Finalist for the Ruth and Sylvia Schwartz Children's Book Award
Orphaned and plagued with the grief of losing everyone he loves, fifteen-year-old Abdul has made a long, fraught journey from his war-torn home in Baghdad, only to end up in The Jungle -- the squalid, makeshift migrant community in Calais.
When an altercation at the soup kitchen ends up with him accidently stabbing a policeman, Abdul has to flee, and in desperation he takes a spot in a small boat heading to England. A sudden skirmish leaves the boat stalled in the middle of the Channel, the pilot dead, and four young people remaining -- Abdul; Rosalia, a Romani girl who has escaped from the white slave trade; Cheslav, gone AWOL from a Russian military school; and Jonah, the boat pilot's ten-year-old nephew.
The four of them end up hijacking a yacht and, despite their fear and mistrust, they form a kind of makeshift family. And as the authorities close in on them, they find refuge in an unusual place -- a child's secret cave on the English coast.
Deborah Ellis has won the Governor General’s Award, the Ruth Schwartz Award, the University of California’s Middle East Book Award, Sweden’s Peter Pan Prize, the Jane Addams Children’s Book Award, and the Vicky Metcalf Award for a Body of Work. She is a member of the Order of Canada and has been named to the Order of Ontario.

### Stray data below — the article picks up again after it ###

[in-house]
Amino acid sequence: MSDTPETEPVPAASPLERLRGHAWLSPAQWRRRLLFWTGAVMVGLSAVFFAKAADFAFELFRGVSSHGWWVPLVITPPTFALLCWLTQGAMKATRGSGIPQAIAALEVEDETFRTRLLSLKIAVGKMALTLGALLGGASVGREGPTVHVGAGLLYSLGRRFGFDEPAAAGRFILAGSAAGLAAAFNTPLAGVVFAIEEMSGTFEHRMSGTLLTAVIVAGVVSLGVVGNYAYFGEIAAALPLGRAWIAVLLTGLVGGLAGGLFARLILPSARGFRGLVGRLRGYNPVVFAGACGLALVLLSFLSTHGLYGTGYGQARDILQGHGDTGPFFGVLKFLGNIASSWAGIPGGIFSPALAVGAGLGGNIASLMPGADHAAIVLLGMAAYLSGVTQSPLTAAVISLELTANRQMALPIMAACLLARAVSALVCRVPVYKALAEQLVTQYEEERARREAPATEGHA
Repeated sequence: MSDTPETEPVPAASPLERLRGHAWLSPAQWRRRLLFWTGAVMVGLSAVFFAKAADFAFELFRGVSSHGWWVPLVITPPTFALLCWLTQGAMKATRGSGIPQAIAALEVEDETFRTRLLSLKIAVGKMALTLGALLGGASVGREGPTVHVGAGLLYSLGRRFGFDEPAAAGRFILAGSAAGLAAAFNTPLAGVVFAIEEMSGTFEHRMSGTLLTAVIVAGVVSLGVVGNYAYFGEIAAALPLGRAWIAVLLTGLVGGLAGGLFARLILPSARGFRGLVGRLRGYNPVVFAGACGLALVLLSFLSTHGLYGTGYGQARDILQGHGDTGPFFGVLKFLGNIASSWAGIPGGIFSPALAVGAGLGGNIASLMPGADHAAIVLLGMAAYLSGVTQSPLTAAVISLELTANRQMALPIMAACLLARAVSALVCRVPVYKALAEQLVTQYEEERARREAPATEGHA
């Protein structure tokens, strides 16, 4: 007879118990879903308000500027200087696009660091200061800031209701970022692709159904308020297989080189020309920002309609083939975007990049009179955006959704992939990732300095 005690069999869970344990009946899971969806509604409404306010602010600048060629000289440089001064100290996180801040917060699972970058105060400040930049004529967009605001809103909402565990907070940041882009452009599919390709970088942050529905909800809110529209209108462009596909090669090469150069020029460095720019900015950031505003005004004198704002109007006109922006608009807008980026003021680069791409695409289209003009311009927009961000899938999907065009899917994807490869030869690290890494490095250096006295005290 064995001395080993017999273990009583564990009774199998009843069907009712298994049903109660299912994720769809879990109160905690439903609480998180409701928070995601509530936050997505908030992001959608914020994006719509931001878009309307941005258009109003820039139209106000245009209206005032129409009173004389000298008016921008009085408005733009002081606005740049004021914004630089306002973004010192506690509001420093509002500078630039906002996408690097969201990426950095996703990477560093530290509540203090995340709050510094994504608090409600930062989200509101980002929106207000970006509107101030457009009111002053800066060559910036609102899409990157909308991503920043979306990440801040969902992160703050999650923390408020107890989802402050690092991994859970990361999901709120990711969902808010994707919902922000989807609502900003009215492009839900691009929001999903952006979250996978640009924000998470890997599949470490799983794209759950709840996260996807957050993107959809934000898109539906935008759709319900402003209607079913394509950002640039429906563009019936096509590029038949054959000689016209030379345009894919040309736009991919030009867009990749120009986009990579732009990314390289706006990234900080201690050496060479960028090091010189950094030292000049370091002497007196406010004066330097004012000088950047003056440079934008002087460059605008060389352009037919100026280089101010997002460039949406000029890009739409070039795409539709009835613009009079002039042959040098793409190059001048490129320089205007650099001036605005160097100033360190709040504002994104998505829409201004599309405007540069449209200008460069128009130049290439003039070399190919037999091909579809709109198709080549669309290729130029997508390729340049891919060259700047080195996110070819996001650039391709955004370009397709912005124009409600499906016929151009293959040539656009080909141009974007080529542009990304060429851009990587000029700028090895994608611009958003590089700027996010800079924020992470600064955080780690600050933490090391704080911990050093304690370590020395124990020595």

She is best known for her Breadwinner Trilogy, set in Afghanistan and Pakistan — a series that has been published in twenty-five languages, with $2 million in royalties donated to Canadian Women for Women in Afghanistan and Street Kids International.
What the best literature for young readers can be-simple, elegant language crafted to tell a story as full and rich as life itself. Eminently memorable.
This novel moves fast and furiously...exciting and moving.
Flashbacks involving the effects of war and poverty on communities and families drive this fast-paced and heart-wrenching narrative, which deals honestly with countless harsh realities.
Ellis' young readers love her because she speaks to them as intelligent, empathetic beings who will soon have agency in the world, and in No Safe Place, this gift is still powerfully evident.
Flashbacks to each character's personal story are interwoven with the present-tense violence, prejudice, kindness, and community that the young characters find on their journey.